Link to home

Integrated management of clubroot-crucial for sustainable oilseed rape production

Ann-Charlotte Wallenhammar: Rural Economy and Agricultural Sociery (REAS)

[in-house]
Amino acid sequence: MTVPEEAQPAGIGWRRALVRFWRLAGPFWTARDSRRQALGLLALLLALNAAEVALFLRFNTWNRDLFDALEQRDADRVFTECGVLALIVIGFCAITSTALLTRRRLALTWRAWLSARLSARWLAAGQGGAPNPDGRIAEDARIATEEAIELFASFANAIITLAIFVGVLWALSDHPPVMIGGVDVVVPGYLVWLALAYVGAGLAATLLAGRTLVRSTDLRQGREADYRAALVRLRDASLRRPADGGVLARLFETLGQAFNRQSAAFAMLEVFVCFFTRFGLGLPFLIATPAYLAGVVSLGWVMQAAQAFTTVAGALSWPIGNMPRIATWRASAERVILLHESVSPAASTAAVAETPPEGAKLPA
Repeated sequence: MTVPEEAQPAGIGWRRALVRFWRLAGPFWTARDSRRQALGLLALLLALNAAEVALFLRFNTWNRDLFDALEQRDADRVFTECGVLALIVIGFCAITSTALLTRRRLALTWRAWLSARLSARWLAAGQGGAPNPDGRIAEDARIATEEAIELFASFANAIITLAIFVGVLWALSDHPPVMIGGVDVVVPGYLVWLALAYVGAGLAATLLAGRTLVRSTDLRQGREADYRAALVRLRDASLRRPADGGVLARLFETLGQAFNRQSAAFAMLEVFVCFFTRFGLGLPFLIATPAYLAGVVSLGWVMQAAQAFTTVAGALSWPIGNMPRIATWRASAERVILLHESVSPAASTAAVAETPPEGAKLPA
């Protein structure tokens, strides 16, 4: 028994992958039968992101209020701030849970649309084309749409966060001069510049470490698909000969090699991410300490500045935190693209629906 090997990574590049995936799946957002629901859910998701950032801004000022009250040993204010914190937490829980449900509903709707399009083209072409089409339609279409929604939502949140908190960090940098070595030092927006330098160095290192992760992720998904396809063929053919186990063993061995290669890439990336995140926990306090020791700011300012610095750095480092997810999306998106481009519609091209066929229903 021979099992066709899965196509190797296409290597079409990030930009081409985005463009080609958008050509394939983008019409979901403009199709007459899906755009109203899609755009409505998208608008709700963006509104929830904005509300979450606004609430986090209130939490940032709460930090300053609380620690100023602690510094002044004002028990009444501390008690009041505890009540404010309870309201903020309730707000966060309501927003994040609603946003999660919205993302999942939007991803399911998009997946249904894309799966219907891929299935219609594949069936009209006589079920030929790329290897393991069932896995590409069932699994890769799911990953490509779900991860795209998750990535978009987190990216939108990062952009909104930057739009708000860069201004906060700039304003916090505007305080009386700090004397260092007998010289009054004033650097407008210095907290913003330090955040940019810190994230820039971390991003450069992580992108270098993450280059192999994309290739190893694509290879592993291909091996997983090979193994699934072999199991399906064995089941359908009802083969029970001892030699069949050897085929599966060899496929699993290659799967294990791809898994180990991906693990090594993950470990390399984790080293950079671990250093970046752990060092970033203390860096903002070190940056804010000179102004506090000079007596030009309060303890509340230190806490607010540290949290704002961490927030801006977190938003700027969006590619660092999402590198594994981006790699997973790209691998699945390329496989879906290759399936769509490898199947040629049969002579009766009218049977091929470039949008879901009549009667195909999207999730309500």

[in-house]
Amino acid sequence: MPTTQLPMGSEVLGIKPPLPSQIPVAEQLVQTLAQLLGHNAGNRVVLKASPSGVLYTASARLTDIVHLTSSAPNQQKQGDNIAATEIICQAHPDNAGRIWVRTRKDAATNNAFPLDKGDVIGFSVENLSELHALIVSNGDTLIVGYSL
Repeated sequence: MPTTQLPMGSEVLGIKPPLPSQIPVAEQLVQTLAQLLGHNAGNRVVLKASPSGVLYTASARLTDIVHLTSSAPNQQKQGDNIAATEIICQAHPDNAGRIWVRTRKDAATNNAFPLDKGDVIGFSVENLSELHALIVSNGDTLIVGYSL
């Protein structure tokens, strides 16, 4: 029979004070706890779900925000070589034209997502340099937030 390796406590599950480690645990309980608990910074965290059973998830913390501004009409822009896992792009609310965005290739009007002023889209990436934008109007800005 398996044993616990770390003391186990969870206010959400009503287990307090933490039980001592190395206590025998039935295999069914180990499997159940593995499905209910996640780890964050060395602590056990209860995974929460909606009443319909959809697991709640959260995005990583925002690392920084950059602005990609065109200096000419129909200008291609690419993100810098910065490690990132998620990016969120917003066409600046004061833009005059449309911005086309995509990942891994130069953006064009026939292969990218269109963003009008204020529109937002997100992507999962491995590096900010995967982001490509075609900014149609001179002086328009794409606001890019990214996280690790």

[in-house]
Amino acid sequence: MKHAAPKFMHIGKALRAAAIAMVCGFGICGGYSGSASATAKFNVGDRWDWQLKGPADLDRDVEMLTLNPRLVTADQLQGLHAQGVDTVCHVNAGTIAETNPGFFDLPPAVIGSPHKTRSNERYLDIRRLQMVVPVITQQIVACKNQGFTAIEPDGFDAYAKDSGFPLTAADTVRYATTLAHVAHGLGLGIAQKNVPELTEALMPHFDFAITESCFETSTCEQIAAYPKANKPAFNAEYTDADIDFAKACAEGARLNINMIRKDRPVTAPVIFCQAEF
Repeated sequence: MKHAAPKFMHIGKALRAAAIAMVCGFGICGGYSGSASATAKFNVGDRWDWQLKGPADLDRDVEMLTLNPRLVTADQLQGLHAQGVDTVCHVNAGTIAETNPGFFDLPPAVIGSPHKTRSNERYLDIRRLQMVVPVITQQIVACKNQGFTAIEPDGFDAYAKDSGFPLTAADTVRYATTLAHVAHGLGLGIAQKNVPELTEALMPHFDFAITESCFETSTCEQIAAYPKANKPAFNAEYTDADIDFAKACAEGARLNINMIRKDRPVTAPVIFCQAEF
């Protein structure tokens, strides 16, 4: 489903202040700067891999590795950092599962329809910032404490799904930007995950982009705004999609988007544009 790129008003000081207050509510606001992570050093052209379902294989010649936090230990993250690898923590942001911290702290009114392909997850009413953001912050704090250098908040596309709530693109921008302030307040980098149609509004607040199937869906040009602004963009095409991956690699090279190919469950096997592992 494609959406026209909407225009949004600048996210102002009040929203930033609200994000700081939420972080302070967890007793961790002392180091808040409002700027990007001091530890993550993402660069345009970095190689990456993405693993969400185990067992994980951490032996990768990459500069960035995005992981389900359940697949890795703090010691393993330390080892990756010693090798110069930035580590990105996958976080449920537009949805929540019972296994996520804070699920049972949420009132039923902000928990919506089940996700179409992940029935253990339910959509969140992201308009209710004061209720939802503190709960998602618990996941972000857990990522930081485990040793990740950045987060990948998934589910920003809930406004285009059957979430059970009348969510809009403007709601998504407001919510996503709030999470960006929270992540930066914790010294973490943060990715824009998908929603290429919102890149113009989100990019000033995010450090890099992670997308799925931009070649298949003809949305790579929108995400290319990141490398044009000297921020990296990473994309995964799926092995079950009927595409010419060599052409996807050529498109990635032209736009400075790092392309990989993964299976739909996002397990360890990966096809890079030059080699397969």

<div>Clubroot, caused by the soil borne pathogen <em>Plasmodiophora brassicae</em>, is a serious threat to oil seed rape (OSR) production and the proportion of clubroot infected fields in Sweden is steadily increasing. Control of clubroot is particularly difficult due to the long persistence of the pathogen in soil. The aim is to develop a concept for integrated control of clubroot in winter OSR crops, supported by DNA-technology, by examining and comparing infestation levels and yield of resistant and susceptible varieties. The objective is to provide an improved decision support and guidelines for growing winter OSR in fields where <em>P. brassicae </em>DNA occurs. Resistant varieties are partially resistant<em>,</em> as they are infected at low levels of pathogen inoculum. Three resistant varieties and a seed mixture of susceptible varieties were established in four field trials in August 2017. <em>P. brassicae</em> was identified in these fields at levels ranging from 5000 to 2.5 million target copies g<sup>-1</sup> soil. Soil samples were collected plotwise immediately prior to seeding the trials. Quantification of <em>P. brassicae</em> by qPCR analysis was performed and bioassays were carried out in a greenhouse for a six week period to ensure optimal infection. Plants were sampled plot-wise in late autumn and roots assessed for disease symptoms. Preliminary results show a severe infection in susceptible varieties already at 15 000 target copies g<sup>-1</sup> soil while a low infection occurred at 5000 target copies g<sup>-1</sup> soil.</p> <p></div>